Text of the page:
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Charcoal vendors agree to stop activities in Oddar Meancheay

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Authorities and forest community members secure an agreement from 30 charcoal vendors to cease operating in Oddar Meanchey. via facebook

Charcoal vendors agree to stop activities in Oddar Meancheay

Some 30 charcoal vendors in Oddar Meanchey province have signed a written contract agreeing to stop all charcoal-related activities in the Sorng Rukhavoan Wildlife Sanctuary area, a forest community representative said on Monday.

Rattanak Rokha forest community representative Smin Ty told The Post on Monday that 33 charcoal vendors, from Samrong commune’s Kon Damrei village, were asked by his community and Environment Department officials to stop burning wood and charcoal in or near the Sorng Rukhavoan or Rattanak Rokha community forests.

He said the charcoal vendors started making charcoal there late in 2017 and authorities had visited them and issued warnings several times, but they have never stopped their operations.

“We did not force or threaten them. We merely asked them to sign a written agreement promising to stop all charcoal activities. Right now the kilns are hot and cannot be removed, but when they cool down, they need to remove them from the area."

“We asked them remove their stuff and they agreed. They did not oppose us because we have already told them not operate in this line of business, but they carried on anyway,” Ty said.

Venerable Bun Saluth, the head of the Sorng Rukhavoan forest community, said he had personally talked to the charcoal vendors, who asked what other business they could run, and requested to continue operating.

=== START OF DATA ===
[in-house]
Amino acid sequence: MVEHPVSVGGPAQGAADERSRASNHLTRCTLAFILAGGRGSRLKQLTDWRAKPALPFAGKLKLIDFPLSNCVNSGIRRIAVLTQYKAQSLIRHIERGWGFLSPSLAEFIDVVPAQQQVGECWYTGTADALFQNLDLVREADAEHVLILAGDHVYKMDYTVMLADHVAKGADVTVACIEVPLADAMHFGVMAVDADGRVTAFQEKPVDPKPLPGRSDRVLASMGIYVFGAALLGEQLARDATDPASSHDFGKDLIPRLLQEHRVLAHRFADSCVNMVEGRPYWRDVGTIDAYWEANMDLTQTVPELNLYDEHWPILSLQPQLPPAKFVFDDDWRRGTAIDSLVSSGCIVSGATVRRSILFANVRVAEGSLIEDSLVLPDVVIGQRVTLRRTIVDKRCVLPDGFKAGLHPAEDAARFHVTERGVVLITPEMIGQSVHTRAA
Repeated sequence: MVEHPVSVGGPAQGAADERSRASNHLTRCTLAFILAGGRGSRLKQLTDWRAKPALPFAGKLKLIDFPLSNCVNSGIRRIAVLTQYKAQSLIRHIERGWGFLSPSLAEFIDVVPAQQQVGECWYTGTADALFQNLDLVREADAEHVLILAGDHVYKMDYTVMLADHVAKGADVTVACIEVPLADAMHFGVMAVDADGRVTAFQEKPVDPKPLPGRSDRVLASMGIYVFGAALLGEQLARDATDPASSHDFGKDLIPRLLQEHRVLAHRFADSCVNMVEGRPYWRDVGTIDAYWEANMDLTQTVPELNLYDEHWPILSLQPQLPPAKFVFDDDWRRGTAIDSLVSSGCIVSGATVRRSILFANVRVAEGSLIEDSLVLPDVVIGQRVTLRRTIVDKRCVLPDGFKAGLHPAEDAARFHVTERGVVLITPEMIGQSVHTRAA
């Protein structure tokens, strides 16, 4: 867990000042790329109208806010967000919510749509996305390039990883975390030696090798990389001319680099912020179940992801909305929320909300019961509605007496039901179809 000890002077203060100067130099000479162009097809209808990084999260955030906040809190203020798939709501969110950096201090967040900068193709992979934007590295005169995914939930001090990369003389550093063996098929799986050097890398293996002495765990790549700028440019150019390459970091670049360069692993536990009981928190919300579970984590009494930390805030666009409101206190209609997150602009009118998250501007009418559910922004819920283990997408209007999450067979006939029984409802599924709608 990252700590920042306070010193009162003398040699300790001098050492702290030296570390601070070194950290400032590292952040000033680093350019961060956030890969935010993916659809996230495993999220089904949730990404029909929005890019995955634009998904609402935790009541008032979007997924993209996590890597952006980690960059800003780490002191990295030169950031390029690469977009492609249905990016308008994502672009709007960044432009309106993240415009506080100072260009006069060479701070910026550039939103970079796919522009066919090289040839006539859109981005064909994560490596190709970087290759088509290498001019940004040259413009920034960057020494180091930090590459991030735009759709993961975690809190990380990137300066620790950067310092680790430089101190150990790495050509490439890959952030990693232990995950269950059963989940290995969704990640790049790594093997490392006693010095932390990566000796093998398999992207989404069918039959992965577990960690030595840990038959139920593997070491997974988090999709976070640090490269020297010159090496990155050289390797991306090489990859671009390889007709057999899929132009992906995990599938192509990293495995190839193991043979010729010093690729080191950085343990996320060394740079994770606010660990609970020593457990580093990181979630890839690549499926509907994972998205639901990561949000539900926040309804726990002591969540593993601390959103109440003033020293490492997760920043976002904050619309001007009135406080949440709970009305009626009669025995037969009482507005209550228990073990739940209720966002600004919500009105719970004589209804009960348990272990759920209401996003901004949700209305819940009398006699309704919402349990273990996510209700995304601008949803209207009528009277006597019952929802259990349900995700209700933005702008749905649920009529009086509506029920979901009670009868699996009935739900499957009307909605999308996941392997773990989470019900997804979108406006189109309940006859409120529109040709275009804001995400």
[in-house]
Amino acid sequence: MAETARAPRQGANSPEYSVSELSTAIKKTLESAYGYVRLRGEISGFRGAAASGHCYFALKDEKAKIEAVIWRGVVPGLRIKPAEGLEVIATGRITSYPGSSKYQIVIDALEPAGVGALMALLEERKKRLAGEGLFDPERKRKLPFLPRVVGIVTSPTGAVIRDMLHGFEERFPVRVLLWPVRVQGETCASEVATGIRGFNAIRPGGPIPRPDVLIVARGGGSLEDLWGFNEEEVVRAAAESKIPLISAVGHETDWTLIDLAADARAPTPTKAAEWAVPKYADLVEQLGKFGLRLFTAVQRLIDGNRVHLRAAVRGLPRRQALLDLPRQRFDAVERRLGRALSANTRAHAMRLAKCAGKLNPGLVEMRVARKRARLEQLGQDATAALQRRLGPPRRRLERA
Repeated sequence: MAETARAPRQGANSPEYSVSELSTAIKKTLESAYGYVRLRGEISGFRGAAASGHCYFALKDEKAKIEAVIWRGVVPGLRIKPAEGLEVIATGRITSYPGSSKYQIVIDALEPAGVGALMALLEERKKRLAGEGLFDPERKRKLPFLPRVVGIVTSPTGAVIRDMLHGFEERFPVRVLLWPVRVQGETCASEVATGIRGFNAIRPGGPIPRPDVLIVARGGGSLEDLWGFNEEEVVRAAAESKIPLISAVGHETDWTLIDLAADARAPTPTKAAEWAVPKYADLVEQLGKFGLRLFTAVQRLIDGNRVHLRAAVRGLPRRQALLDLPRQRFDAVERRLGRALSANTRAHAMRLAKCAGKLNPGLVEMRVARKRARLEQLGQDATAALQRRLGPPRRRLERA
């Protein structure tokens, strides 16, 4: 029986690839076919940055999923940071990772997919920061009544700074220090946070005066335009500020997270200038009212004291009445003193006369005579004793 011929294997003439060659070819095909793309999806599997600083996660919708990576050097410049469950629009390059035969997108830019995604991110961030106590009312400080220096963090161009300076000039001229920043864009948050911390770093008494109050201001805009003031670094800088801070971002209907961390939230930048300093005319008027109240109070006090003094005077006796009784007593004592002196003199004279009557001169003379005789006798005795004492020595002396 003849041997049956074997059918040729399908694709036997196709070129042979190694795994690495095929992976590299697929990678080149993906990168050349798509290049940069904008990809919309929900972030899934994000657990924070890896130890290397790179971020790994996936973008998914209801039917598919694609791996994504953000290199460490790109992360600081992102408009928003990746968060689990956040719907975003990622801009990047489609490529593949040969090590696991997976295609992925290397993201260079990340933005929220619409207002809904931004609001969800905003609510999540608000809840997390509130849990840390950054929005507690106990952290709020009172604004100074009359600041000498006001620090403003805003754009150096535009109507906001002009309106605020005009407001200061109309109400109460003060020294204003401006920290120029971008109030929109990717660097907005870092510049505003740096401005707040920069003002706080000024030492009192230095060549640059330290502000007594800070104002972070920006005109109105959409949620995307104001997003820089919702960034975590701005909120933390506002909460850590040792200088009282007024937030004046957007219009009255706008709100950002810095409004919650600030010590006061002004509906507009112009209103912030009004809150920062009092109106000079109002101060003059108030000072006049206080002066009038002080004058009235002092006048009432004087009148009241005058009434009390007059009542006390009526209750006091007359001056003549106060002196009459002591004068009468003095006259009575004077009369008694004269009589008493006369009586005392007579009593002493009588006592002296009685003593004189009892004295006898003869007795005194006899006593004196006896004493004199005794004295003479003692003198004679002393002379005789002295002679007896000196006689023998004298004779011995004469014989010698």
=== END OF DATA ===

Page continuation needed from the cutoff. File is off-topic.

He said the vendors, who come from other provinces, were unable to find another location. They cut down trees in Sorng Rukhavoan and Rattanak Rokha forests, he said, and use the wood to turn into charcoal to sell and support their daily livelihood.

“I have sympathy for them, but I don’t know what to do. If they don’t do business in the prohibited area, what other business can they do? They said they have nowhere to go. I don’t know what to do either,” Saluth said.

Provincial environment department director Phuong Lina could not be reached for comment.

One of the six environmental officers who asked the vendors to sign the agreement, who requested not to be named, told The Post the authorities did not threaten them.

The official asked them to agree to stop all charcoal activities in the area, because it is a protected area and wildlife sanctuaries are covered by royal decree.

He said illegal logging in the area was not conducted on a large scale, but there was a lot of illegal hunting of wildlife.

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“The issue of hunting is difficult to tackle because they carry out their activities at night. Our team does not patrol at night time, but the offenders hunt at night,” the source said.

Sorng Rukhavoan forest spans three districts – Samrong, Anlong Veng and Chongkal – covering 18,261ha.

Rattanak Rokha forest covers 12,872ha in Samrong district’s Konkriel commune.

Both areas were registered as protected forests on May 4, 2009.

The Sorng Rukhavoan Wildlife Sanctuary, which incorporates the two forest communities, was established last year at the request of provincial authorities in response to the area becoming a hot spot for forestry and wildlife crimes.

Phuong Lina, director of the provincial Environment Department, said at the time that the area is home to “rare and luxurious wood and endangered animals”.

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